Recently, Japan retrieved a space probe carrying asteroid (first extensive )samples that may hold clues to the origin of planets
Key highlights of the mission
- Japan Aerospace Exploration Agency’s (JAXA) Hayabusa2 mission seeks to answer some fundamental questions about the origins of the solar system and where molecules like water came from.
- Hayabusa2 spacecraft, launched from Japan’s Tanegashima space centre in 2014, took four years to reach the asteroid Ryugu before taking a sample and heading back to Earth in November 2019.
- JAXA’s space probe, named for the peregrine falcon, orbited above the asteroid for a few months to map its surface before landing. Then it used small explosives to blast a crater and collected the resulting debris.
- The mission is a follow-up of Hayabusa, which returned samples of asteroid Itokawa to Earth in 2010 despite numerous technical difficulties.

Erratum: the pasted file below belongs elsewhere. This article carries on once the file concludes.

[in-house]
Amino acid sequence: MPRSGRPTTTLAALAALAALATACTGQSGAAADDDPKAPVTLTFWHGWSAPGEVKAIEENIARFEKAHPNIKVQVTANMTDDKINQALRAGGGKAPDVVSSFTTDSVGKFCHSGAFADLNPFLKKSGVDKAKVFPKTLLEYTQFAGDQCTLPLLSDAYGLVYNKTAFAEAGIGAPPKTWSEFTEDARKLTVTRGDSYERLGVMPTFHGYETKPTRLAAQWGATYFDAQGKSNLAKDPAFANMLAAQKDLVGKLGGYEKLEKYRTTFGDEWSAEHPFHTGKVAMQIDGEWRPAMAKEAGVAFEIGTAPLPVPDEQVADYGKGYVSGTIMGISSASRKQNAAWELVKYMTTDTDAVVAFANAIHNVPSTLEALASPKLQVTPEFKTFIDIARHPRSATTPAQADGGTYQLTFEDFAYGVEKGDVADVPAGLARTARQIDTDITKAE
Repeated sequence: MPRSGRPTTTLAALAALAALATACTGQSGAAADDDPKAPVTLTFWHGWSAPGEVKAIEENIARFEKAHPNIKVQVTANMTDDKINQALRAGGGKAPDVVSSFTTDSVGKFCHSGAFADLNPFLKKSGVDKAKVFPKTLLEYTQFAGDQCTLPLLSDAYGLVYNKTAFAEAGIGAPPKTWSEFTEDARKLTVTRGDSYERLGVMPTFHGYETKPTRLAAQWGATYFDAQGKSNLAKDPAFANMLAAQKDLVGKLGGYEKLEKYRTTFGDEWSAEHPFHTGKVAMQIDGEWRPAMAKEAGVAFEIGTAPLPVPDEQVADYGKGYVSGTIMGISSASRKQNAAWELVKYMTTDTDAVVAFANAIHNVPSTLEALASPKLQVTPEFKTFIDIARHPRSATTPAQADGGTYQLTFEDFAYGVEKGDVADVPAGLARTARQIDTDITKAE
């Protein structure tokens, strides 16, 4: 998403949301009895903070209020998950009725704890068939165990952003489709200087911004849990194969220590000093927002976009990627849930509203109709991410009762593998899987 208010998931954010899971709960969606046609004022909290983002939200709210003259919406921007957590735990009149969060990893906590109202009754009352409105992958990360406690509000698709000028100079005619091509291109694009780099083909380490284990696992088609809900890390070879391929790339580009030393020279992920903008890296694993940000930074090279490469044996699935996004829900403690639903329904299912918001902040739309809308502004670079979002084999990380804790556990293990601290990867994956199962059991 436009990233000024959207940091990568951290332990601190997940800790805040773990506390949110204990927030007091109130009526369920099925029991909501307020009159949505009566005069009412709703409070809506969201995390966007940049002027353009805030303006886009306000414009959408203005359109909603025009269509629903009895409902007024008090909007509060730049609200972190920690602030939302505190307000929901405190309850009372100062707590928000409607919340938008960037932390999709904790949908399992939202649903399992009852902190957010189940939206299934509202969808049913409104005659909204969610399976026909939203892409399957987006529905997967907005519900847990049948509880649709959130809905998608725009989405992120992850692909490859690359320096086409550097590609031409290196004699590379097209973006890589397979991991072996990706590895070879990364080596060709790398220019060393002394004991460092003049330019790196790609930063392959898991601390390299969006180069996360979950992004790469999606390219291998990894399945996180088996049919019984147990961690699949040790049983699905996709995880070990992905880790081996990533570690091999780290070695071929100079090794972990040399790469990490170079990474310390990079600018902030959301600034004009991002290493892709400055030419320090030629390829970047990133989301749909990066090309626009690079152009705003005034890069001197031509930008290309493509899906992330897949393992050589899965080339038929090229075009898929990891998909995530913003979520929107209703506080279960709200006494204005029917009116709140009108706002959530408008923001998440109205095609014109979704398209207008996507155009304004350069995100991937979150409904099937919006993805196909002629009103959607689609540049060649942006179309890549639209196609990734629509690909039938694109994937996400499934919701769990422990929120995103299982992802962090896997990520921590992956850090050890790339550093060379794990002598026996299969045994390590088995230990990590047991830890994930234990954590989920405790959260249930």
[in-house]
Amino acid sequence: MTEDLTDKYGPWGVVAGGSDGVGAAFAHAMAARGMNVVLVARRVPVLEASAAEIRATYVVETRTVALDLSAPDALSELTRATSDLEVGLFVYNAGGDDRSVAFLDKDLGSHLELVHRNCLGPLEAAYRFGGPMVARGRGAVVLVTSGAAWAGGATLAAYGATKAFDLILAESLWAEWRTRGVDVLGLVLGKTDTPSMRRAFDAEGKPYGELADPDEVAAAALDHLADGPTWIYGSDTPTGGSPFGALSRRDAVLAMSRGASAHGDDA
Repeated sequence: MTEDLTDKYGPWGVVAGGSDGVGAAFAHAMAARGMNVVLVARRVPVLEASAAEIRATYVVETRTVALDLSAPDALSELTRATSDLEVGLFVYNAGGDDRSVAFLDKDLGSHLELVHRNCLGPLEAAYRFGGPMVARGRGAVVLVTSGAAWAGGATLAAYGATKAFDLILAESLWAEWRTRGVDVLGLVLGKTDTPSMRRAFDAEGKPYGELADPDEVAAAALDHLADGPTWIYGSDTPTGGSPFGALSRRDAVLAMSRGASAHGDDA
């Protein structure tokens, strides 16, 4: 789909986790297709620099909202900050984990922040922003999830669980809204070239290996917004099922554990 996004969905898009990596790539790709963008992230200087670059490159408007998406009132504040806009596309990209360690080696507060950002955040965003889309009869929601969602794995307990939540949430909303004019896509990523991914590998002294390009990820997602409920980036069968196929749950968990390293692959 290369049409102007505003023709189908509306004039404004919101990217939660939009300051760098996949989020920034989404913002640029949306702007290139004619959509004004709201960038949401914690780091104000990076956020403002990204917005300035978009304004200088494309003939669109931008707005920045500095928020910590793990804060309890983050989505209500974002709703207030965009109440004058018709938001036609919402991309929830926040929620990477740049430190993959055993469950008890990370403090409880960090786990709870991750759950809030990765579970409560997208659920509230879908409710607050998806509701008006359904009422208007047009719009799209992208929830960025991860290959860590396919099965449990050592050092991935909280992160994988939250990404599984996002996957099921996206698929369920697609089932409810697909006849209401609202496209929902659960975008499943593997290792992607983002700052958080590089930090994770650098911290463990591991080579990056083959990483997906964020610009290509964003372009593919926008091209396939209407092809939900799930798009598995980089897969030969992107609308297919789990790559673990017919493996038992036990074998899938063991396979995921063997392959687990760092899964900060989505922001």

- Asteroids are believed to have formed at the dawn of the solar system, and scientists say this one may contain organic matter that may have contributed to life on Earth.
- Asteroid 162173 Ryugu is a diamond-shaped space rock visited by the Japanese spacecraft Hayabusa2, which took a sample from the asteroid’s surface to return to Earth.
- This asteroid was discovered in 1999 by the Lincoln Near-Earth Asteroid Research (LINEAR) project, a collaborative, U.S.-based project to catalogue and track space rocks.
- Ryugu is orbiting the sun between Earth and Mars and occasionally crosses Earth’s orbit, which means the space rock is classified as “potentially hazardous,” though the body poses no imminent danger to our world.